20General CRC Responsibilities Study Subjects Provide information for treatment and reactionsAdminister or dispense investigational agent, as outlined in the protocol, under the investigator’s supervisionInvestigational Drug AccountabilityOrder, store, dispense, retrieve, logRandomization codesUnblinding proceduresPromote subject compliance by providing patient support and educationPrepare lab specimens; ship biological samples and radiologic filmsArrange for study subject compensationComply with FDA regulations for conducting clinical trials
23Protocol Implementation Research Site – Study start up meeting, documentation of training of all individuals listed on delegation logNotification to providers, nurses, clinic staff, and other team members of upcoming research protocolPre-identification of potential subjects –Once IRB approval received, contacting potential subjects regarding participation in research protocolDevelopment of a recruitment planOrganization of study materialsCreation of source documents
24Protocol Implementation Organization of study materialsRegulatory binderIRB binderCorrespondence binderProtocol binderInvestigator brochure binderIVRS informationSupply Order formsInvestigational DrugStudy Manual
25Is this how your office looks? Patient Research ChartsIf you conduct clinical research your office may look like this – especially for large industry sponsor or NIH protocols. For smaller studies and many of the studies conducted in social or behavioral research you may have only one binder per project or a regulatory binder and 1 subject binder.
26Protocol Implementation Creation of source documentsHelpful hints:review your study visit schedulereview the Case Report Forms or eCRFs to ensure you collect all information that will be documented on CRFDevelop standard forms for department that can be used across studies.ExamplesPhysical Exam formMedical history formGeneral Research Record or SOAP noteDocumentation of Informed Consent TemplateTemplates available on TraCS or OCT website – Marie will talk about next
27Depending on study development of a study start up checklist may be helpful Include reasons why we use this:Keep track of matrixs for length of study start up – to improve internal processesIncreases communication of all team membersOrganization of task needed, when managing multiple protocols
28RecruitmentA recruitment plan should be developed as soon as you have begun work on the protocol, whether investigator initiated, industry sponsored, or NIH (IRB approval of all recruitment materials is required)Advertising campaignTV, Radio, Print, WebsiteDear Doctor Letters –fax or local providers, recommend follow-up with a meeting if you want practice to helpDirect to Patient from databasesPosters, Pamphlets, Mailings (letters, post cards)Determine if Carolina Data Warehouse can be utilizedDevelop a phone screen/script as necessary for phone callsSocial networking opportunitiesCommunity events (fairs, flea markets, senior centers)Develop a UNC massCommunicate internally with departmental doctors for referrals, develop a system in department for identification of potential subjectsCommunicate with NC TraCSTalk about cost of varies recruitment campaignsTalk about whether pharma company offerring central campaign – pros and cons - you still need to have a plan at your siteTalk about our internal system to give an example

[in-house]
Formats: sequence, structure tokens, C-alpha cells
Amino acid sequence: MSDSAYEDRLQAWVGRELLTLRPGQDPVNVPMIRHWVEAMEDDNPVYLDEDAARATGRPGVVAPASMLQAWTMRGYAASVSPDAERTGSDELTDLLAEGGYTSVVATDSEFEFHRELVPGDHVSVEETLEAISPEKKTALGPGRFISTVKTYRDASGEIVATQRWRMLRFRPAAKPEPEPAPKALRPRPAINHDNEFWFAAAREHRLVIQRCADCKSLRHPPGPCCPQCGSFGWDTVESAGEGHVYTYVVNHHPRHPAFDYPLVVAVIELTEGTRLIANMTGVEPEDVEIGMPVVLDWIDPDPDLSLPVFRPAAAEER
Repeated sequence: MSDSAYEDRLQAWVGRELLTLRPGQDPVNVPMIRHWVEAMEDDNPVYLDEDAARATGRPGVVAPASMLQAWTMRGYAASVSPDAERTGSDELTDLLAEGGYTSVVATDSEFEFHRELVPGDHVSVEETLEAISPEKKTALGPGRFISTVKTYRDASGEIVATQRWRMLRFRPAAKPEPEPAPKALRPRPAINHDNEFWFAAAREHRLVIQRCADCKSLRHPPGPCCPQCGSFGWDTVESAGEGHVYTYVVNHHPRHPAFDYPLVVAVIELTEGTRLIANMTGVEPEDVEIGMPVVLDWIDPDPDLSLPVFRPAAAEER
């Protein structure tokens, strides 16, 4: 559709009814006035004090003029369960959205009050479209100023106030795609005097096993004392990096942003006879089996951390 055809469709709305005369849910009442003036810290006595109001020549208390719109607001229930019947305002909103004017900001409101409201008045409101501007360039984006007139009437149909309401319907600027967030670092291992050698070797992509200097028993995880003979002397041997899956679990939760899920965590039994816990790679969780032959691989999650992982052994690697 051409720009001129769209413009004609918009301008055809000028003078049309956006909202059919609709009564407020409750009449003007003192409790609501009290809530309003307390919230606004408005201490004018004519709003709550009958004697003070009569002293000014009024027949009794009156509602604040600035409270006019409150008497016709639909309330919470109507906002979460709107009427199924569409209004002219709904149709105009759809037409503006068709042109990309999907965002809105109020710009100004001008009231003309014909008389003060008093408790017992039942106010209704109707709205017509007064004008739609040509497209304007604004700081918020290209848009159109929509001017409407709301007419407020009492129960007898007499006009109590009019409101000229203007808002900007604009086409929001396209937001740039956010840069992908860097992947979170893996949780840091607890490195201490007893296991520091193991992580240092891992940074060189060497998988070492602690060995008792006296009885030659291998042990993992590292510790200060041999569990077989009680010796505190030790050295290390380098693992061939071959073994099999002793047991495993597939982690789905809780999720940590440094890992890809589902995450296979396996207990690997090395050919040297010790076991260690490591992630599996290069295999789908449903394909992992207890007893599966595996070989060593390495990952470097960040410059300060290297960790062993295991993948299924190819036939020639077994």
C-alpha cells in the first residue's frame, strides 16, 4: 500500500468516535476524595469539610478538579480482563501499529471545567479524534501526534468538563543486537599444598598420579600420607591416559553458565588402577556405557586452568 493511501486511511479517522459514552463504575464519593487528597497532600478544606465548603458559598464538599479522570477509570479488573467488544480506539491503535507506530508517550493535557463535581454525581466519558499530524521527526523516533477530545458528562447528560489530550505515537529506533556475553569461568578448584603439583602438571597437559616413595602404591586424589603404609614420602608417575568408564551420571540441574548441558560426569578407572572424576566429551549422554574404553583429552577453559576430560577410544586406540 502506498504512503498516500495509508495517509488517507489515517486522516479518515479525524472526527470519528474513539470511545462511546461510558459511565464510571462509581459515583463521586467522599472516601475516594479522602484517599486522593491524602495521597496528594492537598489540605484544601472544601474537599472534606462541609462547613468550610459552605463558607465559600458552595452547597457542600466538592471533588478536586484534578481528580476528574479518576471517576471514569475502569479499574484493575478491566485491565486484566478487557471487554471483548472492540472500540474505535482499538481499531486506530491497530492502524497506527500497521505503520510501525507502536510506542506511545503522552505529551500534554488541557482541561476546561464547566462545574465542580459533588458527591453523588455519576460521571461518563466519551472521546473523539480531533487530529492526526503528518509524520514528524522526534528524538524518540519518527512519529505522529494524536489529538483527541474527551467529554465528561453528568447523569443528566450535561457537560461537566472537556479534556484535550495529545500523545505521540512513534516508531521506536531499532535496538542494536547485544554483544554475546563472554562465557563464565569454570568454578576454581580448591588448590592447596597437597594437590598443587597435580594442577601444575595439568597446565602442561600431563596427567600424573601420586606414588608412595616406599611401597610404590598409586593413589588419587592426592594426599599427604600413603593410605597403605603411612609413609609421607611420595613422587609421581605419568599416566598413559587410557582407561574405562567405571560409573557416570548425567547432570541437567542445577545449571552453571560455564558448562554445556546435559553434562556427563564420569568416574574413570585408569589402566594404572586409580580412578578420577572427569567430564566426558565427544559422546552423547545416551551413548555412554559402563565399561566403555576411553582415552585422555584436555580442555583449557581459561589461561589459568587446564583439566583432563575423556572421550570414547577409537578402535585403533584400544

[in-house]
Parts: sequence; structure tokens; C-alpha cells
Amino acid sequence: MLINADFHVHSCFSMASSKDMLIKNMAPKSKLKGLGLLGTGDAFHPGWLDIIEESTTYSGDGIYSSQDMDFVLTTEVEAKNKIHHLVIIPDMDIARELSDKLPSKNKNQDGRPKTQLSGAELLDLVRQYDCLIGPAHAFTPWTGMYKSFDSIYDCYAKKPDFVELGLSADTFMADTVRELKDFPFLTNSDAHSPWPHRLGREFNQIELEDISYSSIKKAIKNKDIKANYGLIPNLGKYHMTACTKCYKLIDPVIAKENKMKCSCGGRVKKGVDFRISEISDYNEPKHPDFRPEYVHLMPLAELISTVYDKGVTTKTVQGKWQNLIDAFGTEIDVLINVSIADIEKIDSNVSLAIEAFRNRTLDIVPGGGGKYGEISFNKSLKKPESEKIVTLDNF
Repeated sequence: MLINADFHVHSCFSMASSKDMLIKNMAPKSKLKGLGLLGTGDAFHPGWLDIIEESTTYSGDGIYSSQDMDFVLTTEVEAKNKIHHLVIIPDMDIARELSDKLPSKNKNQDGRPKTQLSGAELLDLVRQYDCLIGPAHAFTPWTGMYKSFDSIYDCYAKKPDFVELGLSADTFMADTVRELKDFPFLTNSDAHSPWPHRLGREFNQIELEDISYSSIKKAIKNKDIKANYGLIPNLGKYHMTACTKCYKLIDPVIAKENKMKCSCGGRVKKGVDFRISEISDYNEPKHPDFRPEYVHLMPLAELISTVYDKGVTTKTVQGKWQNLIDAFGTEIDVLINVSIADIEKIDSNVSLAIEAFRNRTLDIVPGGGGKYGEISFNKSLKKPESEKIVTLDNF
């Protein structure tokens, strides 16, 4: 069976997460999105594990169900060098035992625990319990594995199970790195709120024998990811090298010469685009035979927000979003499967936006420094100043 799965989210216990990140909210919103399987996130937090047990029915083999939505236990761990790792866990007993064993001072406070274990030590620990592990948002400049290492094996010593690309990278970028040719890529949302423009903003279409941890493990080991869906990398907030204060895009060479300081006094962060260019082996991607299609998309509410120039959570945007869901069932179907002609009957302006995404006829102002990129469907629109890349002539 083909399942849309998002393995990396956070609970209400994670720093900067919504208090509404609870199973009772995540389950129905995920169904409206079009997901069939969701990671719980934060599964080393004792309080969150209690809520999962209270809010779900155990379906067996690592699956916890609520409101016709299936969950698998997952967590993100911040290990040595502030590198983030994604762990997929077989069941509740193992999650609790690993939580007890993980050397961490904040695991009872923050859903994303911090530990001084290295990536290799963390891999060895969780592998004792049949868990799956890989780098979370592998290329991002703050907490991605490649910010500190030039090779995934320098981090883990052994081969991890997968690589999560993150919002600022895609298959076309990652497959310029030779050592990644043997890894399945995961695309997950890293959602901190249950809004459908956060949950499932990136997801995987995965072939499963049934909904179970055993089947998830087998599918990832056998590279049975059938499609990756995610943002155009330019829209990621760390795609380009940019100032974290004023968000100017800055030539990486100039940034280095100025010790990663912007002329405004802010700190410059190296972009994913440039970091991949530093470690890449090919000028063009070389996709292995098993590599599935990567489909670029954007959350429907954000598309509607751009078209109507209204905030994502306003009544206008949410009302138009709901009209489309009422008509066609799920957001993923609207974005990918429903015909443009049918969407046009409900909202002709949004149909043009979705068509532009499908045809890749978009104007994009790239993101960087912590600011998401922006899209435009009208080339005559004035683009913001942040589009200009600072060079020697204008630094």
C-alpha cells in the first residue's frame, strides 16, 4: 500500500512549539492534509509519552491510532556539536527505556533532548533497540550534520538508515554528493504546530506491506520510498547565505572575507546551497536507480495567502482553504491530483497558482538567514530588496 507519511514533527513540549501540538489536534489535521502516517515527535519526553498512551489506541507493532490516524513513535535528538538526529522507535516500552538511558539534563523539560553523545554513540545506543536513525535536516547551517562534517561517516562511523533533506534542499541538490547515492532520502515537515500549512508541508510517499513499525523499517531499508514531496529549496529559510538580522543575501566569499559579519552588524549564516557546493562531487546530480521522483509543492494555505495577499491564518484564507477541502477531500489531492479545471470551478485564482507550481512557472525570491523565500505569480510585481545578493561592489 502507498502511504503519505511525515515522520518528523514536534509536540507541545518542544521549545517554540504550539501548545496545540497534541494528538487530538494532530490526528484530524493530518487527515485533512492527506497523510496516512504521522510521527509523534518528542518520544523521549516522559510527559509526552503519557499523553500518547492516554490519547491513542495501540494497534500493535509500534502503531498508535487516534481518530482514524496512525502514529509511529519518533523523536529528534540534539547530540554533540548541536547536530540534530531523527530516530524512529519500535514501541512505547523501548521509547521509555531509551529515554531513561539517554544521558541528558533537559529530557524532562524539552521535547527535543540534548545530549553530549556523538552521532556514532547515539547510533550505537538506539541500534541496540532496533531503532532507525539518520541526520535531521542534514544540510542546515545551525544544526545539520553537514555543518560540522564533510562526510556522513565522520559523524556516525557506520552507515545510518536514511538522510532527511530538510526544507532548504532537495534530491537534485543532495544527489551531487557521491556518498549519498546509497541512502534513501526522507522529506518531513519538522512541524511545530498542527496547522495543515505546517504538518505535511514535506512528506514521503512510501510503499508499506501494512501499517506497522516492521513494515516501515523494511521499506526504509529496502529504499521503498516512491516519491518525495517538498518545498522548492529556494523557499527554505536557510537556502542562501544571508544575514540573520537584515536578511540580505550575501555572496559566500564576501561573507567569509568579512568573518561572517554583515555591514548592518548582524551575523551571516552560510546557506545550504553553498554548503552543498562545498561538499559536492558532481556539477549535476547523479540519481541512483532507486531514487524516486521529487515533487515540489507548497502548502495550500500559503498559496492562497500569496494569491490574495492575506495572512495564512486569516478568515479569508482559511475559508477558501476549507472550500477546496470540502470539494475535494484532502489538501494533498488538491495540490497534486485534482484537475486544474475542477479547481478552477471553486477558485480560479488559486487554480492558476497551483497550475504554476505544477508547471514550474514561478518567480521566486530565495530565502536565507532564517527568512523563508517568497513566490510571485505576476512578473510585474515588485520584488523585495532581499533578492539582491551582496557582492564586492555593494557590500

29Good Clinical Practices & Study Documentation Marie Rape, RN, BSNNC TraCS InstituteDocumentation in your study files and end with the informed consent process
30Good Clinical Practice GCP defined as “…international ethical and scientific quality standard for designing, conducting, recording and reporting trials that involve the participation of human subjects.”E6 Good Clinical Practice: Consolidated GuidanceLets start with the GCP (or good clinical practice).Most clinical investigators are familiar with the term Good Clinical Practice (GCP), although their interpretation of its meaning andapplicability vary enormously. GCP has traditionally been a general term used by United States (US) government agencies, industry, and clinical researchers to describe the collection of related regulations and guidelines that, when combined, define the clinical study-related responsibilities of sponsors, investigators, monitors, institutional review boards, and others involved in the clinical research process.This is a term used synonymously with quality documentation.Has anyone heard of GCP or this guidance document??
31E6 Good Clinical Practice: Consolidated Guidance 1996: In an attempt to provide consistency among clinical trials, US, European Union, and Japan established a unified standard, called the International Conference on Harmonisation’s “Good Clinical Practice: Consolidated Guideline,” (ICH-GCP).Objective of “guidance is to provide a unified standard to facilitate mutual acceptance of clinical data by the regulatory authorities in these jurisdictions.”E6 Good Clinical Practice: Consolidated Guidance recognized by industry sponsors as the gold standard for conduct of ethically and scientifically sound human subject research.From the Introduction of Guidance for Industry, E6 Good Clinical PracticeSeveral countries adopted ICH GCP as law, but US FDA adopted only as guidance; but as with any FDA guidance, compliance considered part of good clinical practice. Requirement to follow for industry sponsored / FDA research.What is this ICH GCP guidance document? Ever heard of it? Show Copy
32Topics Covered in ICH GCP Describes:Qualification of an investigatorEducation and training of study staffDelegation of study-related tasksRequirement for IRB reviewCompliance with the protocolResponsibility for investigational product accountabilityInformed consentSafety reportingTrial management & record keepingData quality and integrity, quality controlEssential documents for a trialShow actual document. Encourage to keep bookmarked on computer or copy at desk as reference.Document describes a lot of key topics central to conducting a quality trial. The ones we will focus on in the rest of this talk have to do with maintaining appropriate study documentation and research files (see page 21).